For author and lifestyle blogger Lauren Thomas, entertaining runs in the family. In her maternal grandmother’s warm, cozy kitchen, she learned to slice, spice, and bake. At her paternal grandmother’s boisterous, elegant gatherings, she learned how to party. “I remember how good people felt when they were at her house,” she says. “That’s where I learned what makes a good hostess.”
Though her love affair with entertaining started at a young age, Lauren has put her own spin on those early influences. As she’s hosted friends and family in dorm rooms, apartments, and now in the Jupiter home she shares with her architect husband, Christian, and their two teenage children, Ella and Brayden, Lauren has realized that making people feel welcomed and well-fed is one of her biggest gifts and greatest joys—and that a fantastic dinner party is about way more than the menu.
“Entertaining is less about the decor and the food than it is about the atmosphere,” she says. “When people come into my home, I want them to immediately feel relaxed and welcomed, which has so much to do with the lighting, music, and energy.”
Lauren appreciates the chance to slow down and savor the moment—and the meal—with her guests, a philosophy that runs through her book, The Modern Hippie Table, which came out last fall. The featured recipes are approachable yet delicious and cover everything from salads to desserts. Lauren also shares tips for setting the mood and prepping in advance, so readers can spend less time in the kitchen and more time enjoying themselves.
The term “modern hippie” speaks to an era when people tended to be more present at the table and less distracted by tech devices. “As soon as guests come into my home, I want them to feel transported to a place where they don’t have to think about anything but enjoying themselves,” Lauren says. For her, that means thinking ahead about not just the food, but also the music, table design, and lighting (a dimmable light over the dining table is a must, she notes). Lauren involves her kids as well, with Brayden helping her in the kitchen and Ella sparking conversations after greeting guests.
By the time guests arrive, the Thomases already have soft music playing (often a mix curated by Ella and Brayden), the bar set up, and something in the oven, scenting the space. “Make people feel like you were expecting them,” says Lauren. “If you’re stressed or absent from the room doing various tasks, people are going to sense that energy.” Kick off your shoes—literally and figuratively—and they will do the same. And don’t worry about things being too perfect; being present is far more important.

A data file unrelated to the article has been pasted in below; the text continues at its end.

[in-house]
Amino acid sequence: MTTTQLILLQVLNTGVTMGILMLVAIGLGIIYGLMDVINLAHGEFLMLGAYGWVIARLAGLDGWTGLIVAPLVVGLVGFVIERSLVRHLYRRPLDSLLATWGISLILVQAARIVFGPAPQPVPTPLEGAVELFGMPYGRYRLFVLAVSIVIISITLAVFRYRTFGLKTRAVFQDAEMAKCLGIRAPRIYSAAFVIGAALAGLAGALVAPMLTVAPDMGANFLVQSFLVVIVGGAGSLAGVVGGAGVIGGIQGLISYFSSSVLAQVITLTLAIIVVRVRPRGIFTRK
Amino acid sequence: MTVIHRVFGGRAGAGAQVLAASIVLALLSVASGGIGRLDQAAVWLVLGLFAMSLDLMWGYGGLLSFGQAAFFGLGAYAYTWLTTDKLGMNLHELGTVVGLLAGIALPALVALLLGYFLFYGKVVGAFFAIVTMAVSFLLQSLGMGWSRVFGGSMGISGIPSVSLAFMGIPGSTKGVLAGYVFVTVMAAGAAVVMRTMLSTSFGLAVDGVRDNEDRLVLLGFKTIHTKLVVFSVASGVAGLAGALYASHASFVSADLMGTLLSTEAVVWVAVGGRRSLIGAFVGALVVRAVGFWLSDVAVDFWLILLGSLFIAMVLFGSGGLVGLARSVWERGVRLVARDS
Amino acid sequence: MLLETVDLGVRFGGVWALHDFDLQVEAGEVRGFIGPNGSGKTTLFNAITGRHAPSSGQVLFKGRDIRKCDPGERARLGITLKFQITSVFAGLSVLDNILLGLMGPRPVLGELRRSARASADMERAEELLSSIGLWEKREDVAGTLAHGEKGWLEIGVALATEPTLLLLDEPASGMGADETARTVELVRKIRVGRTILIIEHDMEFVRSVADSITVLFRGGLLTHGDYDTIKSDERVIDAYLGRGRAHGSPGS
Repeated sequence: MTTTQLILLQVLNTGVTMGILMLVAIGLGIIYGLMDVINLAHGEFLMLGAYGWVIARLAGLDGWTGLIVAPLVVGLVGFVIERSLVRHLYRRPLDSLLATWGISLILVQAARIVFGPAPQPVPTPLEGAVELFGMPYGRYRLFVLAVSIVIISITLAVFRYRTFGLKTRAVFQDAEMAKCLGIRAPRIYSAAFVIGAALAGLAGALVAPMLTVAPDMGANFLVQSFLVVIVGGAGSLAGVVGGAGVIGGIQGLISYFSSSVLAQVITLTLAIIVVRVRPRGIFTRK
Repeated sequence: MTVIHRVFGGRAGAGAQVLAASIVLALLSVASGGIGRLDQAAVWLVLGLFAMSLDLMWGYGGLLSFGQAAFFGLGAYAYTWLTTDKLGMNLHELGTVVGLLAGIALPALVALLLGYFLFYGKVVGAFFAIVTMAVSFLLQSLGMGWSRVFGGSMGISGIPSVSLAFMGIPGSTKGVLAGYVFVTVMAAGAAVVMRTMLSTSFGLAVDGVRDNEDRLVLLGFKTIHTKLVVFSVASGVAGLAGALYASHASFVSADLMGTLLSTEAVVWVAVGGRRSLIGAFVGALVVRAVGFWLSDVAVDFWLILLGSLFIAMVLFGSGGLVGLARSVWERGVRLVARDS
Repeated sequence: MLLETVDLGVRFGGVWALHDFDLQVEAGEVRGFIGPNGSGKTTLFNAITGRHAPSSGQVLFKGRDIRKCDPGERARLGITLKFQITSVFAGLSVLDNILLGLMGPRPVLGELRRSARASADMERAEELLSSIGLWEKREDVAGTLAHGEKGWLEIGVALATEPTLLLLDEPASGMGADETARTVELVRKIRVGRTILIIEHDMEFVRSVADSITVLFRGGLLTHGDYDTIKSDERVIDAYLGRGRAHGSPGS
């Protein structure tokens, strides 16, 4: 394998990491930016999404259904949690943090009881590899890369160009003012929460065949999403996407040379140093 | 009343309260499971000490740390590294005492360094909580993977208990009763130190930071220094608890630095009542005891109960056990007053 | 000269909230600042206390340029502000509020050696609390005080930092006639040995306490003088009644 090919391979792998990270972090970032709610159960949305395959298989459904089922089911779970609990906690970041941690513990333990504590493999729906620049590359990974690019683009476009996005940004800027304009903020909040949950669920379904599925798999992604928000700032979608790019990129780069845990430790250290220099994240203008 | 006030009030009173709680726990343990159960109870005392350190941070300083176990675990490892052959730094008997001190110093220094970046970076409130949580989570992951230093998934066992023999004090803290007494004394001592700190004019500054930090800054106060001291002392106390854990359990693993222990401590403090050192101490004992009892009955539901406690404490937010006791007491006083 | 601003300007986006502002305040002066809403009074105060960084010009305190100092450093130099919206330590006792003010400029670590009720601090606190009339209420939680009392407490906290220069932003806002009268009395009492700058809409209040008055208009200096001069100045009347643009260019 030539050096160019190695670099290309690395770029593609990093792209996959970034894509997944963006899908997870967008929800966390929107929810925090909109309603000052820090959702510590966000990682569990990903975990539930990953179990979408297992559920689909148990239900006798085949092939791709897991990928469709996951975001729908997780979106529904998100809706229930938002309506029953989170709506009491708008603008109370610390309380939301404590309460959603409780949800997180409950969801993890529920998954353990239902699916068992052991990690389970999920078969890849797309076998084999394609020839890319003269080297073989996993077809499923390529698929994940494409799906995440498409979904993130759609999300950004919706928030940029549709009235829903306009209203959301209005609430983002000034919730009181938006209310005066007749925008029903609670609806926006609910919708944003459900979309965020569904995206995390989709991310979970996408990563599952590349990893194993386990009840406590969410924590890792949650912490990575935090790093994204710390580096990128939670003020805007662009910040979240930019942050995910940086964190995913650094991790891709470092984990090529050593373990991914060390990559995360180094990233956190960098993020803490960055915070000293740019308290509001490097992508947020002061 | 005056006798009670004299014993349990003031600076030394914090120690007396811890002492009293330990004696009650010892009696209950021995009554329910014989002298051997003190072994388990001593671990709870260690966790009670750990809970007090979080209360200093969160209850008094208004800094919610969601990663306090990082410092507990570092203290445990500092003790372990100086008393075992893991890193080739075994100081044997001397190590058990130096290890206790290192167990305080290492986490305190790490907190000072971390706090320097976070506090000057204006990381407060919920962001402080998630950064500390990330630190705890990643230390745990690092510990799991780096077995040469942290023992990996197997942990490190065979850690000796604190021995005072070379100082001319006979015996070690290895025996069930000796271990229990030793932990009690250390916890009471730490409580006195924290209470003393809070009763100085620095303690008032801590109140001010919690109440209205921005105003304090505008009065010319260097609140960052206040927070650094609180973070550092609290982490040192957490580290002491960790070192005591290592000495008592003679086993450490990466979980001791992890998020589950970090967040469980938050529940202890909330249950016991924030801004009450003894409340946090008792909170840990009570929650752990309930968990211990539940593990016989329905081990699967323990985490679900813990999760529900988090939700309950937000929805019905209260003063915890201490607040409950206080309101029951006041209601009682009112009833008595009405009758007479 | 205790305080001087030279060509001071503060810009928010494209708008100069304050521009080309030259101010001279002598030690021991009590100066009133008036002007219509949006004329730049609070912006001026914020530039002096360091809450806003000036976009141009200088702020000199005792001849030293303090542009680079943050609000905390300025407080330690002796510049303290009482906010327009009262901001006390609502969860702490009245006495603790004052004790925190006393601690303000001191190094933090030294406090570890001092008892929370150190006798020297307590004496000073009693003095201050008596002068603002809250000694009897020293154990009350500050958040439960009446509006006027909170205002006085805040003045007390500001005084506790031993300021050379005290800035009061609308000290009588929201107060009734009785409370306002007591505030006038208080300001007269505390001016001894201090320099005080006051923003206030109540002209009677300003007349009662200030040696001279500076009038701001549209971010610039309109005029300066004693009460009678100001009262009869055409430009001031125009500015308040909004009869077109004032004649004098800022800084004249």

That “perfectly imperfect” energy is reflected in Christian’s design of their 1958 mid-century modern home as well. “I design from a place of memory,” he says, “and I see homes as places that store memories for future generations.”
During an initial renovation that respected their home’s history, Christian finished the walls in a waxed lime plaster, a material that is meant to age with time. Their oak dining table has retained the dings and marks from homework assignments and dinner parties past. Their funky dining room lighting fixture (designed by Ingo Maurer) also embodies the evolution of their family. Over the years, quotes, memories, and childhood doodles alike have made their way onto the chandelier’s rice paper pages.
Though Lauren prefers small gatherings to big parties, Thanksgiving is an exception, in large part because of the intergenerational guest list. “It’s the one holiday a year when our whole family gets together,” says Lauren, who celebrates with nearly two dozen aunts, uncles, and cousins. “It’s my favorite holiday because I’m in the kitchen with my mom.”
Some traditions are set in stone: Lauren’s mom always stuffs the turkey, and her uncle always carves it. Her family has been making the same stuffing since she was a little girl, and a group still gets together the day before to help break the bread for the recipe. “When I think of Thanksgiving, I think of being in my nana’s kitchen with my mom and brother, breaking bread for stuffing,” she says.
Much like Lauren does now, her maternal grandmother knew her recipes by heart and cooked intuitively, gauging how much of each spice to put in by smell. Though she is now gone, they keep her picture in the kitchen as they cook. “We still ask, ‘Nana, what do you think?’”
But some things do change: to accommodate family members with food sensitivities, they now make the stuffing gluten-free—and have found that the whole family likes the new version even better. Side dishes change year to year, but they always stay simple to let the rich flavors of the stuffing shine.
Though she shares the cooking with her mom, Lauren is in charge of the table decor, and she prefers to keep the design elegant and a little asymmetrical, with an element of nature. Think: in-season fruits and veggies arranged with flowers and candles. She likes to tuck fresh herbs or flowers into cloth napkins at every seat, even at the kids’ table.
When dinner is served, Lauren is often the one to get the conversation flowing with what her friends and family call “Lauren questions.” She may ask people to name the achievement they’re most proud of from the past year, reveal a secret talent, or share their favorite thing about each person at the table.
Though Lauren is an expert host, she asserts that you don’t have to be born into a family of ace entertainers to become one yourself. “The most important skill for hosting is to be aware of the energy that you bring to the room and realize what other people need,” she says. “And that’s a skill you can grow.”
At the end of the day, it’s all about the company. The best moment, Lauren says, “is well into the meal, or even after, when the candles have burned low, the wine and food are scarce, and the sound of laughter erupts from those still sitting around the table.”